« Arna’s children », a documentary about the Freedom Theatre in Jenin

Dramatheray as a tool for conflict transformation?

Claske Dijkema, 18 November 2010


  • conflict transformation
  • social transformation
  • Israel
  • Palestine


Speaking Tour « Art for Freedom, Art for peace », Grenoble 16 November 2010.

This film tells us many stories simultaneously. It is the life story of the Israeli activist Arna Mer-Khamis, told by her son Juliano. It is also the story of the Freedom Theatre where children in the Palestinian refugee camp in Jenin were given the opportunity to express their sentiments of frustration and anger but also to play the roles of princesses and kings. And it is the story of the boys that one day play theatre and 10 years later play a role as combatants in the al-Aqsa Martyrs’ Brigades. What has motivated them to make this choice and what does it mean for drama as a tool for conflict transformation?

The story of Arna

This film tells us many stories simultaneously. It is the life story of Arna Mer-Khamis told by her son Juliano. She is a social activist motivated by a strong disapproval of the military occupation in the Palestinian territories. She has transformed this hatred in a creative force, through working with children in the refugee camp of Jenin. In drama sessions she lets them express their experience of the occupation, the humiliation by the soldiers, the violence they witness and the destruction of property. A moving image in the film is that of Alaa, who is sitting in the middle of the rubble that once was his house. It had been destroyed the night before by an Israeli bomb. The next moment in the film you see his incapacity to express his emotions in a theatre class. Arna asks him whether he is angry. Emotionless, he says he is. She proposes to play the Israeli army and invites the children to act out against her. Others respond for Alaa, like his neighbour Yussef, who jumps up to hit and push her. Alaa remains silently seated on the bench. Using paint in another workshop, he draws a house with a Palestinian flag. Others are given the opportunity to rip up pieces of paper to express their frustration. Arna’s work allows them to unlock their emotions that can become self-destructive if they remain closed inside.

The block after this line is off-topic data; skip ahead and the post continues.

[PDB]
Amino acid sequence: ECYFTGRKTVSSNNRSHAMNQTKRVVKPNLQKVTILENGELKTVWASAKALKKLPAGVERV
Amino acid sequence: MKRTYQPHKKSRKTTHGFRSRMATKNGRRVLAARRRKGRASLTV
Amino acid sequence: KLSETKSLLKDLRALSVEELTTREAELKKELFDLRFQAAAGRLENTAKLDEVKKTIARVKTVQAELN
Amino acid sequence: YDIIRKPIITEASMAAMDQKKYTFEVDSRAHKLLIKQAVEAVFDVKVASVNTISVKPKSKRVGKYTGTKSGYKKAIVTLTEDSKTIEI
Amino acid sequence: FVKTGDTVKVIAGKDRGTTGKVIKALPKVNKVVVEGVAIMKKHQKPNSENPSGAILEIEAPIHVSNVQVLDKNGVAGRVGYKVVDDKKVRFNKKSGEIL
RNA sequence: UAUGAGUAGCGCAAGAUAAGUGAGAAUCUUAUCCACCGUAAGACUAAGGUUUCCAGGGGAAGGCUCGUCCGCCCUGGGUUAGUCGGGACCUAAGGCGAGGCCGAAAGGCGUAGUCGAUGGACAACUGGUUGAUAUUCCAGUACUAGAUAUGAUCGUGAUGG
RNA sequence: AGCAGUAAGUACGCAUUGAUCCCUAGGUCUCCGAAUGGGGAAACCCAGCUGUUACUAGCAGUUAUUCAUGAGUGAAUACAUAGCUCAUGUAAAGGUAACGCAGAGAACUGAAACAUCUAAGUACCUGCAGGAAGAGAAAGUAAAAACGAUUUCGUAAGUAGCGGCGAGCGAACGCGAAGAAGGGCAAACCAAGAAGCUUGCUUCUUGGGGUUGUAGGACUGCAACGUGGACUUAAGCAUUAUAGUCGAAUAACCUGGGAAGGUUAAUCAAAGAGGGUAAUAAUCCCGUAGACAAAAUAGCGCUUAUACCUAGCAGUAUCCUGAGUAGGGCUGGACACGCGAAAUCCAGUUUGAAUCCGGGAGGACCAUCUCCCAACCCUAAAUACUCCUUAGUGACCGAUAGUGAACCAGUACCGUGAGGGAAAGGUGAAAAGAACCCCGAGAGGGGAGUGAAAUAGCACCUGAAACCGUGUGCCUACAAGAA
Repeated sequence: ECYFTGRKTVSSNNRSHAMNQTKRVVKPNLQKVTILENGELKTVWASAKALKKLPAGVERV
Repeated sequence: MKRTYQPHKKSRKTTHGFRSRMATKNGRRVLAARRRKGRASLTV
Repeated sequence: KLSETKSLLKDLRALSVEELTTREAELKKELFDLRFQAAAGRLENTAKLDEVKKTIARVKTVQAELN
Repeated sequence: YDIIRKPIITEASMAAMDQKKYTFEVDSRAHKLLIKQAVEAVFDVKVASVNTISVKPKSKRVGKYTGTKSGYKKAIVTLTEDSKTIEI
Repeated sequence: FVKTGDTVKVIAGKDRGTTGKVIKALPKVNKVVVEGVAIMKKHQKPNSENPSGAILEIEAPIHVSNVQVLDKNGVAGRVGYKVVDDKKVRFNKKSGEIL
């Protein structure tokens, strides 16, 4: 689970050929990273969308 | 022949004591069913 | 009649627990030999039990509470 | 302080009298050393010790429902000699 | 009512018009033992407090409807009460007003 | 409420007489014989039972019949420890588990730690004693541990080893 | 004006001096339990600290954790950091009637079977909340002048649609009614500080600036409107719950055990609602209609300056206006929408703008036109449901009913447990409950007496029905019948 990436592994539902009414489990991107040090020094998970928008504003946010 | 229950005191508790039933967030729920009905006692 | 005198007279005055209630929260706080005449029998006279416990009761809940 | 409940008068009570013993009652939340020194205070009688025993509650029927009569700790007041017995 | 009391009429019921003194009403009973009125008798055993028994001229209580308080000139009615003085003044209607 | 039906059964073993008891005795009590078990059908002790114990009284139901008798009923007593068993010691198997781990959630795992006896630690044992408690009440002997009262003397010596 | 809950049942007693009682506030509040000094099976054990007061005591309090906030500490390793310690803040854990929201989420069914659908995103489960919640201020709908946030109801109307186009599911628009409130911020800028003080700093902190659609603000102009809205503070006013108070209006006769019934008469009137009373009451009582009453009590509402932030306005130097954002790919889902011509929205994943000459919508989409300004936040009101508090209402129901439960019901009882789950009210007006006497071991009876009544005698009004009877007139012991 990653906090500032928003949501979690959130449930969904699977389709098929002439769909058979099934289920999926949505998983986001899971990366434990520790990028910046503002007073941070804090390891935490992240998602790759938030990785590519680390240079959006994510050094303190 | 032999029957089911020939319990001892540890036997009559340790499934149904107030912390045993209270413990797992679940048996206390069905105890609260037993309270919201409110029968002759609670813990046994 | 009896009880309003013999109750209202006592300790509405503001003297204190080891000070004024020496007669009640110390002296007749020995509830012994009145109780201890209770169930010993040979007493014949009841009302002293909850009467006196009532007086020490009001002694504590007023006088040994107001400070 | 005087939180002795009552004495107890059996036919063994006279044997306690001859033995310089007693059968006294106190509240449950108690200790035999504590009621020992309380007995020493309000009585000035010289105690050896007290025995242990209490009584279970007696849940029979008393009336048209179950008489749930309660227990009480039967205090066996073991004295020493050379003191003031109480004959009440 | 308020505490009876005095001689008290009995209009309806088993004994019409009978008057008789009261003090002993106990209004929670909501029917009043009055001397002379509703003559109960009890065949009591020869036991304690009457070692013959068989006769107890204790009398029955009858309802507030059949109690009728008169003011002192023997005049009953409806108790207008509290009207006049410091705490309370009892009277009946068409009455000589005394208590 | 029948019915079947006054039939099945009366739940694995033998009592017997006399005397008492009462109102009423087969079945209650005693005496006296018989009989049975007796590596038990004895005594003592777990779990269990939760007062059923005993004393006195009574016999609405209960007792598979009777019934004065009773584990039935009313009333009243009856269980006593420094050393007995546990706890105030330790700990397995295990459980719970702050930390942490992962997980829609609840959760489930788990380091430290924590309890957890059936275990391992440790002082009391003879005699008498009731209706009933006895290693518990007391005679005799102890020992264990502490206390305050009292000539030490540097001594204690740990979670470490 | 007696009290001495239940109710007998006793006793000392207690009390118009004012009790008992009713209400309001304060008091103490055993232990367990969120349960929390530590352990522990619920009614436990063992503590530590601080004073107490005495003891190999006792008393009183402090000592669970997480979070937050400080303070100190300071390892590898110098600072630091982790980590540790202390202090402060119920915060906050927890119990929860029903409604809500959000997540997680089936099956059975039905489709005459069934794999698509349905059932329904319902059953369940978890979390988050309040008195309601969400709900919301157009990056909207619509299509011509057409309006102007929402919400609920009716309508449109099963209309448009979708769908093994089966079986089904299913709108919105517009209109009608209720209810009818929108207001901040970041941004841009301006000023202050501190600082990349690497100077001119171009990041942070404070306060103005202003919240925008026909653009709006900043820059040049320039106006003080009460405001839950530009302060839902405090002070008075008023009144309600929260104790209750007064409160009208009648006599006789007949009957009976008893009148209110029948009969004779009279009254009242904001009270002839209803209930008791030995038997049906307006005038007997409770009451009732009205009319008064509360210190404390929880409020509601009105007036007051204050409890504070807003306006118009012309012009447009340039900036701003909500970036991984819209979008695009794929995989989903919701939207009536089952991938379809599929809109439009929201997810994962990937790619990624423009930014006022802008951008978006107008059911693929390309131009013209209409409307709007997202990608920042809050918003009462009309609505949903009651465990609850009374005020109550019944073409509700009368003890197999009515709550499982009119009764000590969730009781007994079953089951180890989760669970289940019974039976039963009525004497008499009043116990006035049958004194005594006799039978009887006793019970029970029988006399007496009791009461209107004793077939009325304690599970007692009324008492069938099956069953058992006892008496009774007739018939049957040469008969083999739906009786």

The story of the theatre

The film also tells the story of the the Freedom Theatre in Jenin, where the classes take place. It was built with the prize money that Arna received as a winner of the Alternative Nobel Peace prize in 1993. She and her son Juliano propose art therapy and drama classes which lead to yearly performances bringing together the local community. After Arna’s death and at the beginning of the Second intifada in 2000, the theatre is abandoned and destroyed. Its new function is that as post for Al-Aqsa brigade fighters. We see in the film the same youth that performed in the theatre, now acting as combatants.

The story of Alaa, Yussef and their friends

The third storyline therefore follows the lives of the youth in the refugee camp in Jenin. The films insists on the transition from child to adulthood in different roles they assume in both periods. As children, they are given the opportunity to be princes and princesses on stage, escaping their daily realities and for a moment become whatever they like to become, because on stage all is possible. This period stands in contradiction with their access to adulthood when society asks them to assume responsibility. In the film, Arna’s son Juliano, traces the path of the boys that we saw acting in the theatre. A number have become fighters for the Al-Aqsa martyrs brigade during the battle of Jenin, when the entire camp was under siege of Israeli soldiers. You see the discrepancy in might when on the one hand tankers roll slowly but steadily down the streets, able to destroy any person or house on its way and on the other hand the combatants armed with rifles, hiding behind broken walls and shooting on the tanks without any impact. Some of the boys of the freedom theatre were killed by Israeli military fire and Yussef and his friend Nidal chose to become “martyrs” through a suicide attack. A friend later comments that Yussef felt being in prison already and that “if you are dying anyway it is better if the enemy dies with you”. During the film we follow Alaa, whose house was destroyed, and who now is one of the leaders of the al-Aqsa Martyrs brigade. Five minutes later in the film he also dies. Those who are left look back on their experience in the theatre as a time of innocence when escaping was still possible. You understand that fighting has become their only option to keep some dignity.